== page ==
On May 6, 2021, Henry J. Danzig of Tavernier, Florida, was sentenced to one year probation and a substantial payment of restitution to the Commonwealth of The Bahamas.
He was sentenced for illegally harvesting commercial quantities of reef fish from Bahamian waters. The reef fish were harvested near Cay Sal Bank, in The Bahamas, and transported back to the United States in violation of the Lacey Act.
Danzig and four other individuals were intercepted by the U.S. Coast Guard outside of Tavernier, Florida in May 2020 while returning from Bahamian waters. The Coast Guard escorted the vessel back to Danzig’s waterfront home. Together with Florida Fish and Wildlife Commission officers, they determined that Danzig and company were in possession of 167 reef fish. They harvested the fish in Bahamian waters without a valid Bahamian sportfishing license, and without first clearing Bahamian Customs. Even if Danzig had followed the rules, his catch was still nearly eight times over the legal Bahamian bag limit. The Coast Guard seized and transferred custody of the fish to NOAA’s Office of Law Enforcement, who began an investigation. OLE special agents later seized two GPS units from Danzig’s 39-foot Contender fishing vessel named Bodacious.
Danzig was charged with, and pleaded guilty to, trafficking 529 pounds of illegally harvested fish from The Bahamas back to the United States. Danzig’s plea agreement outlined a restitution payment to The Bahamas in the form of a new 2021 30-foot Contender vessel.
“This case is a double win for The Bahamas and the United States,” said Chargé d'affaires Usha E. Pitts, U.S. Embassy in The Bahamas. “Not only did our two countries collaborate to confiscate fish harvested illegally, the case resulted in the transfer of a brand new vessel that the Royal Bahamas Defense Force can use to prevent illegal, unreported, and unregulated fishing in the future. We will continue to work with our Bahamian partners to promote responsibility and accountability in Bahamian waters by all fishing vessels.”
Unfortunately, this kind of violation is not uncommon. “Many fishermen from the United States choose to fish in Bahamian waters due to its close proximity,” said Manny Antonaras, Assistant Director of NOAA’s Office of Law Enforcement, Southeast Division. “We want to make sure that they do so legally.”
How to Legally Fish in the Bahamas
Bahamian waters near southeast Florida begin at the end of the U.S. Exclusive Economic Zone. Generally, if you are south or east of the EEZ limit line, you are considered to be within the waters of the Bahamas and subject to Bahamian laws and regulations.
Here are some simple steps to lawfully fish in Bahamian waters:
- If you use the new Click2Clear online system, you may electronically declare entry at a Bahamian port-of-entry and pay for your cruising permit. You must still physically arrive at that port to obtain authenticated documents from Bahamian Customs. Filing and paying for the permit in advance does not authorize formal entry into or fishing in The Bahamas.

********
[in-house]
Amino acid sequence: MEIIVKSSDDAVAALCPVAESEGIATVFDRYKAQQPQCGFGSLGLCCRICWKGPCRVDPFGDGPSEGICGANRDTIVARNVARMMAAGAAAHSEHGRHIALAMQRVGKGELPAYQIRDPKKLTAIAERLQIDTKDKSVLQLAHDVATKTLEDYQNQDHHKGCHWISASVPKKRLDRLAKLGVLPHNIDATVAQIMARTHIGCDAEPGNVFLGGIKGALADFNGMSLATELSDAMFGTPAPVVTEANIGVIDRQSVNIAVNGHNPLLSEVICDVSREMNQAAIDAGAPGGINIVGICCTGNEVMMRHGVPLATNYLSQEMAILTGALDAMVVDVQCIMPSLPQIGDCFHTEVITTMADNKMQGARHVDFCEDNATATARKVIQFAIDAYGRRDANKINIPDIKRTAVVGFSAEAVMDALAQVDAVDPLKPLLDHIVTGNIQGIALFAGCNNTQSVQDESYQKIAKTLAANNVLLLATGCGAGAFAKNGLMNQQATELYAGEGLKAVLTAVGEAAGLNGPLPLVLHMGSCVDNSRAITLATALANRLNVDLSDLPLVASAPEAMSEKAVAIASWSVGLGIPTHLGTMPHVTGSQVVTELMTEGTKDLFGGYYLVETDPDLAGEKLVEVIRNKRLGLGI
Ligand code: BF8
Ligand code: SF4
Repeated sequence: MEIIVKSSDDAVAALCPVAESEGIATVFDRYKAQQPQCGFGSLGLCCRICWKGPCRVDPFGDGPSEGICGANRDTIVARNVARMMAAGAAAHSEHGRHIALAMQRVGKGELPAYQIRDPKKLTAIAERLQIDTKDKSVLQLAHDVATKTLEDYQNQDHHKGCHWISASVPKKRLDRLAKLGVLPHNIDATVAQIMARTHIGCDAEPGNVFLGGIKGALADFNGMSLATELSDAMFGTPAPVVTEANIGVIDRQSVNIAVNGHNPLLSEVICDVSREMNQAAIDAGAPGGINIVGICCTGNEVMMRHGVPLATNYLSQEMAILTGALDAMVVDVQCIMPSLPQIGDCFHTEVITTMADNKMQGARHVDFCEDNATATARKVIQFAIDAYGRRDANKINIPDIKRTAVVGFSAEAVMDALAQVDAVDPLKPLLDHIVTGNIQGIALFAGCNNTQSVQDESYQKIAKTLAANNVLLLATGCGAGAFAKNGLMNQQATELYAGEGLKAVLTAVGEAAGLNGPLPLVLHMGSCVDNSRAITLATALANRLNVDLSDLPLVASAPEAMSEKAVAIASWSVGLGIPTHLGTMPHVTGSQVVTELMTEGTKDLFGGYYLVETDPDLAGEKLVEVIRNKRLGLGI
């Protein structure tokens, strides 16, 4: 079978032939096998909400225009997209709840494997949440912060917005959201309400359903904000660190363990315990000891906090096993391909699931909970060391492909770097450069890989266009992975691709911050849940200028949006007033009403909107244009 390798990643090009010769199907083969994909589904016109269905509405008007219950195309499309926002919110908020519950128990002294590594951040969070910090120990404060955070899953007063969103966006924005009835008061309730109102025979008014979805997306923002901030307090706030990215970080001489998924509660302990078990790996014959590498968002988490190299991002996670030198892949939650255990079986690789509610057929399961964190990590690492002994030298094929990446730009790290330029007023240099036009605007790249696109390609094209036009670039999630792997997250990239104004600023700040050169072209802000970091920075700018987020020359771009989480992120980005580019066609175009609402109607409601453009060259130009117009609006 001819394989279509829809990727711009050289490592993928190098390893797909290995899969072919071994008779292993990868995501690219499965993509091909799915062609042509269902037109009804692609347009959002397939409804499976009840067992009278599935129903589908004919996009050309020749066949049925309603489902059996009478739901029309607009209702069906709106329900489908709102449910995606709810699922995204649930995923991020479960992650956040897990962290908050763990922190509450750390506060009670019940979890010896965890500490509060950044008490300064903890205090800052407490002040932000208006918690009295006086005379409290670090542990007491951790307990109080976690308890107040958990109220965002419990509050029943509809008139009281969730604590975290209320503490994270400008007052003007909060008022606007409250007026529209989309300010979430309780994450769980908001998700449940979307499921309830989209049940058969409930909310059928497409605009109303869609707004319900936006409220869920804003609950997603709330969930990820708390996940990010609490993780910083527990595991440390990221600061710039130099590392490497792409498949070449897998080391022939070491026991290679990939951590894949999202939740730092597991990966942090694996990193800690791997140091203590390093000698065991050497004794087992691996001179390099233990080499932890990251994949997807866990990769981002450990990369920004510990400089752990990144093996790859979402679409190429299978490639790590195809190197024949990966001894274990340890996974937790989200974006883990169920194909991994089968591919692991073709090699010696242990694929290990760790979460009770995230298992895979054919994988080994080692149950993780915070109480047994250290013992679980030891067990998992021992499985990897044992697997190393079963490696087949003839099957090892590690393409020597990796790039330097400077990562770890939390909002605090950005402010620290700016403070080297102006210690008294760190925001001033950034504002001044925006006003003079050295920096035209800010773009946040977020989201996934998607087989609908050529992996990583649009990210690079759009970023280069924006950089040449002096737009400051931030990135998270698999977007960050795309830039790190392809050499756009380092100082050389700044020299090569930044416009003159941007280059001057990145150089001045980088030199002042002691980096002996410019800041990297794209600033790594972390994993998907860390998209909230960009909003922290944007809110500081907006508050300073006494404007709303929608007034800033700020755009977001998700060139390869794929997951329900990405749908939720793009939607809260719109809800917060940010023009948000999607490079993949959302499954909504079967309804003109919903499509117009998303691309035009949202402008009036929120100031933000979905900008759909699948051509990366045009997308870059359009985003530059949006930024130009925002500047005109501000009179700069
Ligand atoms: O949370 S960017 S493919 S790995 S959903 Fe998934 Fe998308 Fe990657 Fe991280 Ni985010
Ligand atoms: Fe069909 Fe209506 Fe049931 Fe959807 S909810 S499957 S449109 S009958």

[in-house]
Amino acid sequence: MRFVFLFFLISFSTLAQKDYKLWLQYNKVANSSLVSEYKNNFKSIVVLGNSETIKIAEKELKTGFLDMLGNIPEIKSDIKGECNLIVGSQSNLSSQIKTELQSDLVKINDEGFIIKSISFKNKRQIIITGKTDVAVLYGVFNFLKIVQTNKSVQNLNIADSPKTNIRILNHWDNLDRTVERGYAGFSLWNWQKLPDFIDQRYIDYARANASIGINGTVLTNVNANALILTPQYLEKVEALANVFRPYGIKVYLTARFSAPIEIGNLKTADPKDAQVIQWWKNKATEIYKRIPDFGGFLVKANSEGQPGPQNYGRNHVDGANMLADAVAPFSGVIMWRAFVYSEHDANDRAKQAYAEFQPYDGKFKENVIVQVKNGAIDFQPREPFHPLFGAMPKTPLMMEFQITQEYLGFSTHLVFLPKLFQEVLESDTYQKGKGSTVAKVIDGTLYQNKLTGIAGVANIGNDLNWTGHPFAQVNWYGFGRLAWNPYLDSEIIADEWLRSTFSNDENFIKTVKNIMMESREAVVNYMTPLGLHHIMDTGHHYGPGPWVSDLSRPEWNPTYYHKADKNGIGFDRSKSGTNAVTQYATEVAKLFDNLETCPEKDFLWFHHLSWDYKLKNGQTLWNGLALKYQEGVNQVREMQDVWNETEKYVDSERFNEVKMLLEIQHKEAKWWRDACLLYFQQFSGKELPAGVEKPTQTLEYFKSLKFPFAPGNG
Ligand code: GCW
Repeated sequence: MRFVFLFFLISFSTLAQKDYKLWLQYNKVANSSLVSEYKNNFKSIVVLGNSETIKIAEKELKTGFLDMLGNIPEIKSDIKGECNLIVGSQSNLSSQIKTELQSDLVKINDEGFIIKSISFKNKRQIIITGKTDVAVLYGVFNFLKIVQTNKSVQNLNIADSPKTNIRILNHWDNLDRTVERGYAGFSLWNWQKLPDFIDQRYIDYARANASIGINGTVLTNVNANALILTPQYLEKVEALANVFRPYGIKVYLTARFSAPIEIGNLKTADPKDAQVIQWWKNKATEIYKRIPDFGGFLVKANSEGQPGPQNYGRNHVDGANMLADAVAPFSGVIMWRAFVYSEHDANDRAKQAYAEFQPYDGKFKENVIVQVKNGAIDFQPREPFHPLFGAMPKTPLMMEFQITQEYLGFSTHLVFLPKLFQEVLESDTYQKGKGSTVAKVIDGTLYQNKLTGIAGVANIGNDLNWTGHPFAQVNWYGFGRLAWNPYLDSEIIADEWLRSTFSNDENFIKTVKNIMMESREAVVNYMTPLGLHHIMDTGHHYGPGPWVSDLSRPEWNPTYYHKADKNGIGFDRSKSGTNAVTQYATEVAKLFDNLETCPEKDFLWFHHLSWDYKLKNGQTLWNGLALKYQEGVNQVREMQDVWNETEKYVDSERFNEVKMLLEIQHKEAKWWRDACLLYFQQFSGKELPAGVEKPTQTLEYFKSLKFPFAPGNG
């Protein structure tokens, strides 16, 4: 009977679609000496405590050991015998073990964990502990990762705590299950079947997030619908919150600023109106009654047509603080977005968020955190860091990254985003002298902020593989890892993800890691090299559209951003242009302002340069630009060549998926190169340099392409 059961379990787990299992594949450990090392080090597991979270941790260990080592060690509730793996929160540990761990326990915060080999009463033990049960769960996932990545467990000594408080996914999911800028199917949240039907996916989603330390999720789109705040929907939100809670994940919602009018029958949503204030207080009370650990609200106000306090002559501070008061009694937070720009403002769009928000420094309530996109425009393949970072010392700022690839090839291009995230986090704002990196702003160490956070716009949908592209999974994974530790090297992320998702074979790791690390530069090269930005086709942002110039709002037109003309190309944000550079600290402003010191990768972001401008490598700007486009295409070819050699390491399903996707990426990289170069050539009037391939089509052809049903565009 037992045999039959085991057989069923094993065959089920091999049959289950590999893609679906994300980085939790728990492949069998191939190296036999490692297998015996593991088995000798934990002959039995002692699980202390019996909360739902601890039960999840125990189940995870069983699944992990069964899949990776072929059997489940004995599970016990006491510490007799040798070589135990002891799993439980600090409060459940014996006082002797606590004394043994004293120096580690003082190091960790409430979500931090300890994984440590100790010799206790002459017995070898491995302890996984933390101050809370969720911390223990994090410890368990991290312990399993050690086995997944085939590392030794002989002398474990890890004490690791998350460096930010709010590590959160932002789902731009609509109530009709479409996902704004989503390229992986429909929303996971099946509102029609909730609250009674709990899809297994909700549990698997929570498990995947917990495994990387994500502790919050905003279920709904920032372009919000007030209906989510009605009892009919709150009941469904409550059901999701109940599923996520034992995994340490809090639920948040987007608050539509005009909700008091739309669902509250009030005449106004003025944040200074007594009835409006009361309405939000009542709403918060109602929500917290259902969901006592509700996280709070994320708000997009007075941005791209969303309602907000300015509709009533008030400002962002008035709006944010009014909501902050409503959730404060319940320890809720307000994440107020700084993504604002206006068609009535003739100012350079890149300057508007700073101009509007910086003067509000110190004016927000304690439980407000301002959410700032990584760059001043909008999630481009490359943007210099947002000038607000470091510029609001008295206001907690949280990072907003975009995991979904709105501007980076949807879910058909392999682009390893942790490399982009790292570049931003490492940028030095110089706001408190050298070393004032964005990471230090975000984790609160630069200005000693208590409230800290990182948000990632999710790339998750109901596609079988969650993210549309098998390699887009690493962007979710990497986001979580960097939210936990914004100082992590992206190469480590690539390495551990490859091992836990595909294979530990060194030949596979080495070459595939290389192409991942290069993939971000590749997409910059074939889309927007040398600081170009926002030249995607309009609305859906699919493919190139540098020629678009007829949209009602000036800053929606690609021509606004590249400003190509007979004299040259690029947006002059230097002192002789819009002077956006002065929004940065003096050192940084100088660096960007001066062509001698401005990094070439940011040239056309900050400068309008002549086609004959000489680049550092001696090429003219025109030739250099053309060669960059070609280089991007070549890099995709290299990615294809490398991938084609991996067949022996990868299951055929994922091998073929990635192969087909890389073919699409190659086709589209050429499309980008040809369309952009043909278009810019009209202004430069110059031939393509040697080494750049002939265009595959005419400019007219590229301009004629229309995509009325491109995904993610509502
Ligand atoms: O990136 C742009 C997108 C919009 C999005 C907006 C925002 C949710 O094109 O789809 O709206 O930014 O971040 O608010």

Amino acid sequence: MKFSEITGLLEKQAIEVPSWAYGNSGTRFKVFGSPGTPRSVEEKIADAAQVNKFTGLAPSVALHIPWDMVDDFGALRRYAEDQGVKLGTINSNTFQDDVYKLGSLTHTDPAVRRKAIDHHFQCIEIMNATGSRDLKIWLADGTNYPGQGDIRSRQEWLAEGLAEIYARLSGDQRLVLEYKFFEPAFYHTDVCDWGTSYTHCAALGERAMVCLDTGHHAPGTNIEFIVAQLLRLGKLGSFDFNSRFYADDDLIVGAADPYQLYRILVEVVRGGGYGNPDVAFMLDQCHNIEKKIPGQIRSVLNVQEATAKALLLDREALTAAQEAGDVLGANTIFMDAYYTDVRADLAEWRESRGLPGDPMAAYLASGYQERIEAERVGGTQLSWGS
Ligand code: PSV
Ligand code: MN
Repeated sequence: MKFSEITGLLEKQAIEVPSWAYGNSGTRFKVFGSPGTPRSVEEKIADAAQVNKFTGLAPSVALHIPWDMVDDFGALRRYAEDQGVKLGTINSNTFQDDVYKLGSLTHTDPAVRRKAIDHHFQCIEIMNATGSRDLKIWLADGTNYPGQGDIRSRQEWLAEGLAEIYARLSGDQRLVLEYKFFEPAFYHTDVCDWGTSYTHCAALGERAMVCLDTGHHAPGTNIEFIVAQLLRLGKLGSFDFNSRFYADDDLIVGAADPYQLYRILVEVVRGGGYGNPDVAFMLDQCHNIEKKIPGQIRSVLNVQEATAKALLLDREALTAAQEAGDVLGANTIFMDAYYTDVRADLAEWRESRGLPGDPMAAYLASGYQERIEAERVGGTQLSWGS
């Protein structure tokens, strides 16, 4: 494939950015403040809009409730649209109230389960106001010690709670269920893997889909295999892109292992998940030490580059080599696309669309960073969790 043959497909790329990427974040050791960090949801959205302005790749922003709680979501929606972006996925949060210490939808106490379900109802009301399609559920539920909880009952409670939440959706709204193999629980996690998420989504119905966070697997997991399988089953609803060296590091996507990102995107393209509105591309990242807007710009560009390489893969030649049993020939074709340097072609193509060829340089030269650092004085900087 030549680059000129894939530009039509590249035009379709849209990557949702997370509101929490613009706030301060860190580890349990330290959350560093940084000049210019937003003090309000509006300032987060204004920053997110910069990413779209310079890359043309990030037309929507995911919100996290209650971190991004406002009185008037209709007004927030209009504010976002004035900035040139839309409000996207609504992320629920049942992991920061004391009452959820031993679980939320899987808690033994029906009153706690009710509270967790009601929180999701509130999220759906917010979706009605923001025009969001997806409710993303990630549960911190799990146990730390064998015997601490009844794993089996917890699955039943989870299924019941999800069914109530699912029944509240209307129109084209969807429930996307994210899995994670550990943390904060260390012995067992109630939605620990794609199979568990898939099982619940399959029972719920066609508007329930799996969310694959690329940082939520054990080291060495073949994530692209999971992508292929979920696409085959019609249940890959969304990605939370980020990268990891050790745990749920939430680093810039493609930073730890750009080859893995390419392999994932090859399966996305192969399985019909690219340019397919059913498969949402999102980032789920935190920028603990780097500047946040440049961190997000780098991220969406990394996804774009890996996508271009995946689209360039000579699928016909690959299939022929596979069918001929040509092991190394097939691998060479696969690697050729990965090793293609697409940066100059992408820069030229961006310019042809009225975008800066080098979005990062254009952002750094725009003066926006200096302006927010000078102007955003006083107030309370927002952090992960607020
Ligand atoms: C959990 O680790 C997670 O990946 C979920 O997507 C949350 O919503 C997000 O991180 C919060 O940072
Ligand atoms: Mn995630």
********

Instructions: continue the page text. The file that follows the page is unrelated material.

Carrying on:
- You can obtain your authenticated fishing permit at your port of entry.
- Once you have an authenticated fishing permit, you must operate within the prescribed Bahamian fisheries regulations. Note that your authenticated documents must be available for inspection.
- When leaving The Bahamas, you must declare exit at a port of entry. Bahamian Customs will provide an authenticated certificate of departure.
- U.S. vessels may not fish in Bahamian waters after obtaining exit clearance from Bahamian Customs (i.e., on the way home).
It is important for U.S. fishermen to be aware of the overlapping jurisdictions involved when bringing back fish from The Bahamas. First, fishermen are subject to Bahamian Customs and Fisheries law. If out of compliance, they could face possible Lacey Act violations. Second, they are subject to possession limit laws in the U.S. portion of the EEZ. Lastly, fishermen are subject to state possession laws in Florida waters (0-3 nautical miles in the Atlantic, 0-9 nautical miles in the Gulf).
Tips for Planning a Bahamian Fishing Trip
The requirement to clear Bahamian customs applies to all U.S. fishing vessels, regardless of whether they are embarking on a single- or multi-day trip. “When making day trips it can be tempting to run over and not take the time to clear,” said George Poveromo, renowned saltwater angler, writer, and TV host. “Invest two hours and be 100 percent legal.”
“Don’t open yourself up to any problems,” said Poveromo. “You can usually leave the inlet at 6:00 or 7:00 AM and you’re waiting on customs to open up. Once you are properly cleared, you have all day to fish and can still get back home at dusk with enough light to come into the inlet.”
Preparation and knowledge are key before throwing your lines off. “Start in advance,” said Poveromo. “I fill out all my passengers’ information ahead of time and before we even clear the inlet all the necessary paperwork is good and we can run to the Bahamas.”
If you fail to follow the requirements you can be prosecuted for violations of both Bahamian and U.S. law. In The Bahamas, you can be fined up to $100,000, sent to prison for three years, or both. Under the U.S. Lacey Act, you can be fined up to $250,000, sent to prison for five years, or both.
To avoid these penalties, it is important that you understand and follow all relevant Bahamian, U.S. federal and state laws and regulations. Know before you go!